In George Orwell’s 1984 the state had something like a TV in every room that was two way. There could be someone watching or listening to you at any time, and therefore you could not assume that it was safe to talk about any critical views of the state without being monitored. This vision has essentially become reality, but with vastly larger scope. Almost every device you own can now see and hear. You phone can be used to listen in to conversations and track your movements. Your ‘Smart TV’ can be hacked to record video and audio. There are now ‘smart speakers’ such as the Amazon Echo which records private conversations at home. Police are already seeking to use this technological surveillance.
In 2016 Amazon received a warrant for data collected by a Echo in the home of the alleged murderer of Victor Collins. Amazon claims that while the Echo is always listening for its wake up command it does not send anything back to Amazon until it hears the wake up command. This month it became evident how easily voices can be recorded and transmitted when a Portland families private conversation was recorded and sent to another party without their permission.
Despite protests from Amazon that the Echo cannot be used to eavesdrop on its customers it is well known from Edward Snowden’s released documents that the NSA has run programs designed to compromise peoples devices. From ‘Smart Phones’ to ‘Smart TVs’ to ‘Smart Speakers’, each of them has the technical capacity to spy on you without your knowledge or permission. Tech companies have scrambled to assure customers of their privacy, but we are still at the mercy of those implementing the security. And they are at the mercy of a Government which can impose secret orders.
But secret surveillance is nothing compared to open surveillance. Everything you do online is tracked and recorded by multinational corporations. They know who all your friends are, what you search for, what you post on social media, where you have been and what you have purchased. The companies who collect this information do so in the open, with your consent.
While the deconstruction of privacy began online it is now creeping into every aspect of our lives. Android phones track your everywhere you go. In the UK there has been widespread deployment of surveillance cameras. These systems no longer need armies of people watching them with the advent of facial recognition systems.
Even in New Zealand we have begun to see supermarkets like New World implement facial recognition in their stores to identify known shoplifters. In a recent case Daniel Ryan from Dunedin was misidentified by such a system as a shoplifter. Think of the possibilities as these systems are able to identify shoppers, how they move through their stores and what they buy.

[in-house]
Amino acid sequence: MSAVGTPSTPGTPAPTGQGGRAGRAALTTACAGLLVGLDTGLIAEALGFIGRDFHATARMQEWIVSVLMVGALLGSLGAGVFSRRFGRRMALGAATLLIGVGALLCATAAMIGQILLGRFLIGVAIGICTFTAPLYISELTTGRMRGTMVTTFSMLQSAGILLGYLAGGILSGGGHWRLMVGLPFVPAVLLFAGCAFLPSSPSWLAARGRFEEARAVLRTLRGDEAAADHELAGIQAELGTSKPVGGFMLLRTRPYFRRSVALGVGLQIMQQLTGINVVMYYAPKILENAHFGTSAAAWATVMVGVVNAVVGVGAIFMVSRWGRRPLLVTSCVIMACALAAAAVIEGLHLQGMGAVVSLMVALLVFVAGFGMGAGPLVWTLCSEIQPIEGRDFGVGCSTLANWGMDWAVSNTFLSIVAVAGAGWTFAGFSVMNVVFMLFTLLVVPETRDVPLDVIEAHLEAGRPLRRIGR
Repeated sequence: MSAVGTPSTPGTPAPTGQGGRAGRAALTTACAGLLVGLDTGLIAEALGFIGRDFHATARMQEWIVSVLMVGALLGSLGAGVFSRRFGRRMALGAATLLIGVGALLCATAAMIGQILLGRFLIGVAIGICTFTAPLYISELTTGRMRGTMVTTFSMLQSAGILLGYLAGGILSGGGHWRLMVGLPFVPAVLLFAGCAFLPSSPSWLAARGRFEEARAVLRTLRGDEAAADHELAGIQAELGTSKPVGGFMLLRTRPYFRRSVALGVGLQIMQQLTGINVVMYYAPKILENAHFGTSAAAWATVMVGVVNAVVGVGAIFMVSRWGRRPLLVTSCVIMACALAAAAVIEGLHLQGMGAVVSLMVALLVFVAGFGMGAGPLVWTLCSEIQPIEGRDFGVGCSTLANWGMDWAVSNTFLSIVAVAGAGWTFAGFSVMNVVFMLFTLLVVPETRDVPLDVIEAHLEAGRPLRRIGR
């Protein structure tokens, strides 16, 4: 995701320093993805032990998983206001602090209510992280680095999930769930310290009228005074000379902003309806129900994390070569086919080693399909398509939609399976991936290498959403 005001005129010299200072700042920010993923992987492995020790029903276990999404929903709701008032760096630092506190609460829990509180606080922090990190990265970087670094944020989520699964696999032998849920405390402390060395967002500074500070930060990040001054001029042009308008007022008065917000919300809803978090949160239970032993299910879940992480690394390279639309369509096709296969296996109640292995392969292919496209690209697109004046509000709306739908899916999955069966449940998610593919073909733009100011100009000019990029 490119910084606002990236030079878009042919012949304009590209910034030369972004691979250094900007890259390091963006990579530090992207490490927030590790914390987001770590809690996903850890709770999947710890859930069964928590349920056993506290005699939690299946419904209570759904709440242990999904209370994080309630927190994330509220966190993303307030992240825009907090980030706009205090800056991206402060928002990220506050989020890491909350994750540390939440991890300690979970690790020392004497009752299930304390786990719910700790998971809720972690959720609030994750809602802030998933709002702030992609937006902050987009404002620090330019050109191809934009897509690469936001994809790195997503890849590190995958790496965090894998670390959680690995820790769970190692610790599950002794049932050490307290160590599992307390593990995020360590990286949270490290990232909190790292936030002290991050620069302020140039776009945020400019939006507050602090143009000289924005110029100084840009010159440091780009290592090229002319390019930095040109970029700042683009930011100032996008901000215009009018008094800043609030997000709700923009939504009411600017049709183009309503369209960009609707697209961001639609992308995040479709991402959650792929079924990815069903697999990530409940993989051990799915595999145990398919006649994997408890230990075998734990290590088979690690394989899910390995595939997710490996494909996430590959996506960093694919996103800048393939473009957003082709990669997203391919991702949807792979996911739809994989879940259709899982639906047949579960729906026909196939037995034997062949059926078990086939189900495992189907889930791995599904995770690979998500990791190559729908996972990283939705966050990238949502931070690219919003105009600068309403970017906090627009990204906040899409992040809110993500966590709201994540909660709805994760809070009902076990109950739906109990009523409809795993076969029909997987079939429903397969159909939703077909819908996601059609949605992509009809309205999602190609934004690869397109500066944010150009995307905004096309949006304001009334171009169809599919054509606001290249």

In Hangzhou City, China, cameras in front of classrooms take pictures of students every thirty seconds. These images are then processed by an artificial intelligence which detects the mood of the students. It is able to determine which students are being surprised, sad, antipathy, angry, happy or afraid. China has already broadly deployed facial recognition technology in school cafeterias to make payments easier, to prevent toilet paper theft at public restrooms and as a virtual boarding pass for airline flights.
The real game changer however has not just been the ability to collect surveillance data, but the ability to process it. Surveillance is not just about a tyrannical state finding those pesky dissidents. It is about putting that data to use in order to influence the decisions people make.
The essential reason internet corporations are collecting vast amounts of data is to train artificial neural networks to exploit you. Advertising has always existed to influence customers, but never has such ruthlessness efficiency been applied. Impersonal advertising is now tailored to the individual, along with the price you are offered.
While Google started with recording everything you search for and click on they have taken it into the real world by using your phone to track everywhere you go. Go into your local supermarket and your phone will be ask you to take pictures of the interior. You will be asked questions about the supermarket and asked to rank it. Have you stopped to think about what this data will be used for?
This combination of pervasive surveillance, big data and artificial neural networks has opened the door to terrifying new applications. We have seen the tip of the iceberg recently with how Cambridge Analytica used data from Facebook to target specific voters with specific advertising. Cambridge Analytica were able to use simple Facebook games to encourage people to approve of data about them and their friends being shared. This data was used to identify critical voters in an election, and then to customize advertising that would be maximally persuasive for those voters.
It is certainly concerning that Governments have continued to treat privacy with contempt, passing surveillance legislation to legitimize the interception of what should be private conversations in the face of the disclosures from Snowden. But so to is the way the public has been willing and cooperative with the efforts of corporations to collect and exploit the data they collect for private profit. real world surveillance today is far more pervasive and powerful than Orwell could have ever imagined.